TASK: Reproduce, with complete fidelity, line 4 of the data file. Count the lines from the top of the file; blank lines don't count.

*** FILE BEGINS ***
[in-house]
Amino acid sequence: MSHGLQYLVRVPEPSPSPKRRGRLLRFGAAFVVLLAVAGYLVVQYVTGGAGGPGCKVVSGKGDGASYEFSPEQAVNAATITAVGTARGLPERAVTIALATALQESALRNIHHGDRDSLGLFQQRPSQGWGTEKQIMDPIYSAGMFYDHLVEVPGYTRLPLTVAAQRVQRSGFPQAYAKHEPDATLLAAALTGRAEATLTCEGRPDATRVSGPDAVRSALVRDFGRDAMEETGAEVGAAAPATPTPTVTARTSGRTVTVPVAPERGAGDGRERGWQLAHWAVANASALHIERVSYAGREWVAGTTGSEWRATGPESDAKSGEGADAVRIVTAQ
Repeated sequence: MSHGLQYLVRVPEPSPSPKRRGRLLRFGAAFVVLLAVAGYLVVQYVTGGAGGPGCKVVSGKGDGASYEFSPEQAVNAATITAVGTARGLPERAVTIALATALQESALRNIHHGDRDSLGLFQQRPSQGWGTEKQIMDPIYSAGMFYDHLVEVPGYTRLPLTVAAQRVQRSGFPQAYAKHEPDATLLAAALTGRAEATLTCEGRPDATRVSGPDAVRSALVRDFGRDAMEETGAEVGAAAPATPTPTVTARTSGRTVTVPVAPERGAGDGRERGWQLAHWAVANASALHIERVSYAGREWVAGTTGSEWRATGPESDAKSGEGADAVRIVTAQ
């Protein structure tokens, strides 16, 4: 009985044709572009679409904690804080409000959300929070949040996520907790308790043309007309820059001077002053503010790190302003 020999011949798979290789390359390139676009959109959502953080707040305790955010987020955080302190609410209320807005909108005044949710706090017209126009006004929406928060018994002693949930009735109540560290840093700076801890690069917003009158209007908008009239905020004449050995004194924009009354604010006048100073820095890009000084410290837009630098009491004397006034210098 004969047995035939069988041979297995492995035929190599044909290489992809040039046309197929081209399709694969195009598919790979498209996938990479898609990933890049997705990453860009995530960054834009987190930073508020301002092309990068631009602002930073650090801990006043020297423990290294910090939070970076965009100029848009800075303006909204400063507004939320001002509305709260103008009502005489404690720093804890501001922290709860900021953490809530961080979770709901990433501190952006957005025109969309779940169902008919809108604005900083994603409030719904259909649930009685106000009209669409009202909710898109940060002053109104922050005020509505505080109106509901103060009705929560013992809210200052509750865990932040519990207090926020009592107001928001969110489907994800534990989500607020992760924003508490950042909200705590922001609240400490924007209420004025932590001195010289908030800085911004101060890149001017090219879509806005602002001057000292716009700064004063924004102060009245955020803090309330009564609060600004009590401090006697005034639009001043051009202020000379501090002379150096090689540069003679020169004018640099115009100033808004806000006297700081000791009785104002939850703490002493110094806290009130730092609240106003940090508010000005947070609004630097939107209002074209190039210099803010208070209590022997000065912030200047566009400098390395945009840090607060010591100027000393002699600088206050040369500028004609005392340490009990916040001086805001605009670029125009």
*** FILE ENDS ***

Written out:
């Protein structure tokens, strides 16, 4: 009985044709572009679409904690804080409000959300929070949040996520907790308790043309007309820059001077002053503010790190302003 020999011949798979290789390359390139676009959109959502953080707040305790955010987020955080302190609410209320807005909108005044949710706090017209126009006004929406928060018994002693949930009735109540560290840093700076801890690069917003009158209007908008009239905020004449050995004194924009009354604010006048100073820095890009000084410290837009630098009491004397006034210098 004969047995035939069988041979297995492995035929190599044909290489992809040039046309197929081209399709694969195009598919790979498209996938990479898609990933890049997705990453860009995530960054834009987190930073508020301002092309990068631009602002930073650090801990006043020297423990290294910090939070970076965009100029848009800075303006909204400063507004939320001002509305709260103008009502005489404690720093804890501001922290709860900021953490809530961080979770709901990433501190952006957005025109969309779940169902008919809108604005900083994603409030719904259909649930009685106000009209669409009202909710898109940060002053109104922050005020509505505080109106509901103060009705929560013992809210200052509750865990932040519990207090926020009592107001928001969110489907994800534990989500607020992760924003508490950042909200705590922001609240400490924007209420004025932590001195010289908030800085911004101060890149001017090219879509806005602002001057000292716009700064004063924004102060009245955020803090309330009564609060600004009590401090006697005034639009001043051009202020000379501090002379150096090689540069003679020169004018640099115009100033808004806000006297700081000791009785104002939850703490002493110094806290009130730092609240106003940090508010000005947070609004630097939107209002074209190039210099803010208070209590022997000065912030200047566009400098390395945009840090607060010591100027000393002699600088206050040369500028004609005392340490009990916040001086805001605009670029125009």